With the SEC's publication of their proposed roadmap for the U.S. adoption of IFRS, all of the press coverage I have been reading has focused on the big picture. (As usual, Floyd Norris's is among the best.) But in the background, the IASB has been conducting its business as usual: drawing squiggly lines in the sand, vaingloriously dubbed principles-based standards. IFRIC 15 is a perfect example, as I shall now commence to explain.
What is 2+2? Answer: Whatever You Want.
The International Financial Reporting Interpretations Committee (IFRIC) of the IASB issued IFRIC Interpretation 15, Agreements for the Construction of Real Estate, effectively to provide whatever excuse an issuer could need to accounting for a construction project under either IAS 18, Revenue, or IAS 11, Construction Contracts. Stated as simply as possible, it's an unrestricted license for condominium developers to manage earnings.
Setting aside the vinegar bottle for a moment, the Interpretation provides that an agreement for the construction of real estate is to be accounted for by the percentage of completion method (IAS 11) when the buyer is able to specify the major structural elements of the design of the real estate before construction begins and/or specify major structural changes once construction is in progress. Otherwise, earnings would normally be deferred under IAS 18 until completion of the project, when cash has normally been received or is receivable.
Now, back to the attitude. Just to make sure everybody gets the wink and nod to issuers, IFRIC 15 states that determining whether an arrangement is a construction contract or something else requires "judgment with respect to each agreement" (¶10), and "is not an accounting policy choice" (¶BC16). What is a "major structural element"? Answer: Whatever it is, it's not an accounting policy choice. Construction agreements are like snowflakes; no two are exactly alike.
In other words, an entity will evaluate each contract whenever and however it wants. Do you need to smooth your earnings? If yes, those new construction projects are going to be accounted for under IAS 11 (percentage of completion method). Or, are you going to need the earnings next year to make your bonus target? If so, those new projects you just started are going to be accounted for under IAS 18 (essentially, the completed contract method). Even if they could, no auditor would dare to risk its fee by calling your "judgment" into serious question.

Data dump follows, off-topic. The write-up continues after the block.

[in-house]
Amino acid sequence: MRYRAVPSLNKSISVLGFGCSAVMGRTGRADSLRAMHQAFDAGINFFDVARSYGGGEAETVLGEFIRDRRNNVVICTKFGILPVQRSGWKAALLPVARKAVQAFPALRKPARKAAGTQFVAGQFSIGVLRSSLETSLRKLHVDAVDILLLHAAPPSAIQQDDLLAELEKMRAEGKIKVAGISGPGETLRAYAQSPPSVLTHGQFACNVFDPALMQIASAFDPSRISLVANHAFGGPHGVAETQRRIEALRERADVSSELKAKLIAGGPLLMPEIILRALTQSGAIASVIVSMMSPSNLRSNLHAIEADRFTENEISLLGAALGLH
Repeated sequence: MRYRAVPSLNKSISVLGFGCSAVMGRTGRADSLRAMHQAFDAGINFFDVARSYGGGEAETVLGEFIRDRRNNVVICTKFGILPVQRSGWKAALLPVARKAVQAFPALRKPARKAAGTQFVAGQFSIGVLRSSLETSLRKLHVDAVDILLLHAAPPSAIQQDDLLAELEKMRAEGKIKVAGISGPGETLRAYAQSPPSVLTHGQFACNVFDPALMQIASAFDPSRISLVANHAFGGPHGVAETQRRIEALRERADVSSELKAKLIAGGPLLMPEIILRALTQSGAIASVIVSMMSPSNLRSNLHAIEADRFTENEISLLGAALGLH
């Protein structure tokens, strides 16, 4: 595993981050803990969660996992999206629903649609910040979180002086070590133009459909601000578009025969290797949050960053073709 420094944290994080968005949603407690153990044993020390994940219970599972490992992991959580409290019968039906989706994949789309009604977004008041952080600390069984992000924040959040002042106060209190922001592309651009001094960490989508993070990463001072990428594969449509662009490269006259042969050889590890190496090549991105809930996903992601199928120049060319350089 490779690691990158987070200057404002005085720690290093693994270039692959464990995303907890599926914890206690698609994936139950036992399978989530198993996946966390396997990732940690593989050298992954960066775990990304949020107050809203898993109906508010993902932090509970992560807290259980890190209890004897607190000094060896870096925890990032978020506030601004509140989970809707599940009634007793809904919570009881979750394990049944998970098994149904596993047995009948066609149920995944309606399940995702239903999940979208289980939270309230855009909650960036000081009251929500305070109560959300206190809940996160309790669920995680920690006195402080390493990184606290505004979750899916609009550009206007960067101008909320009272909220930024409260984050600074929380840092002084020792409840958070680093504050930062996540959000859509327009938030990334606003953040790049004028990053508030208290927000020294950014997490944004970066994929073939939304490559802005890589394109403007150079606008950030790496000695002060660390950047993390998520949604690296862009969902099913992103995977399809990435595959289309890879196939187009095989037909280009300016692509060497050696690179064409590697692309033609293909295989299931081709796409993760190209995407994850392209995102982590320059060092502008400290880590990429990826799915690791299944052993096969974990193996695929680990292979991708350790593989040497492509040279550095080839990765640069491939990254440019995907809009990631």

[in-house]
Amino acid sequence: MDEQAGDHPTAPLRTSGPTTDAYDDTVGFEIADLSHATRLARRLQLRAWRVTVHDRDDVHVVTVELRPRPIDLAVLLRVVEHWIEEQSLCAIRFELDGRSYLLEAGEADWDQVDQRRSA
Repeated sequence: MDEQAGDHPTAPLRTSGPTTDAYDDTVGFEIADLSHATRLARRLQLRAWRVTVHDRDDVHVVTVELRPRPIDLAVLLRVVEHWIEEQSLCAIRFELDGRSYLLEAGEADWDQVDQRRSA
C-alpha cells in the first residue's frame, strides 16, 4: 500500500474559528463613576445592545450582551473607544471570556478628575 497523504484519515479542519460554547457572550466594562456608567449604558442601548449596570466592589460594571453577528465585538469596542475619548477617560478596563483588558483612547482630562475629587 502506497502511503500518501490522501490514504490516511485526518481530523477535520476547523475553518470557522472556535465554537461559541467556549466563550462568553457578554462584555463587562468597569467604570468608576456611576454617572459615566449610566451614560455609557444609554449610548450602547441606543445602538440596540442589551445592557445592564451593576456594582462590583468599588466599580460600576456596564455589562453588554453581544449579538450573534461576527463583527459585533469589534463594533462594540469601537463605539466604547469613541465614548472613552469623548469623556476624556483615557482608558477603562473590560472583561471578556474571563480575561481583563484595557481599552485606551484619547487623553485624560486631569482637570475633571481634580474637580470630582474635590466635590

The American Way
U.S. GAAP takes a different approach, borne out of lessons learned the hard way. Statement of Financial Accounting Standards (SFAS), No. 66, Accounting for Sales of Real Estate, requires use of the percentage of completion method for recognizing earnings from sales of units in condominium projects or time-sharing interests (¶37), irrespective of a buyer's ability to affect the construction. SFAS No. 66 was issued in 1982, and its provisions were clearly motivated by a desire to put a halt to premature and inappropriate revenue recognition practices taking place in the real estate industry. Broad principles of revenue recognition have a certain attraction, but managers quickly figured out how to comply with the letter of an accounting principle (making the auditor happy), while at the same time completely disregarding its spirit. All sorts of investors, be they unsophisticated individuals hoping for a quick killing or ambitious loan officers looking for a few extra basis points, were taken in by the financial shenanigans of real estate companies that rode roughshod over the principles-based accounting guidance that existed at the time.
If there is a principle in SFAS No. 66 it is that you don't get to pick and choose under U.S. GAAP. I can't speak of financial reporting elsewhere, but in the U.S. financial reporting environment, that's a good thing. It bespeaks volumes about the current leadership of the SEC that it thinks otherwise—as evidenced by its near monotonic support of an IFRS that marches ever forth toward chicken salad for issuers.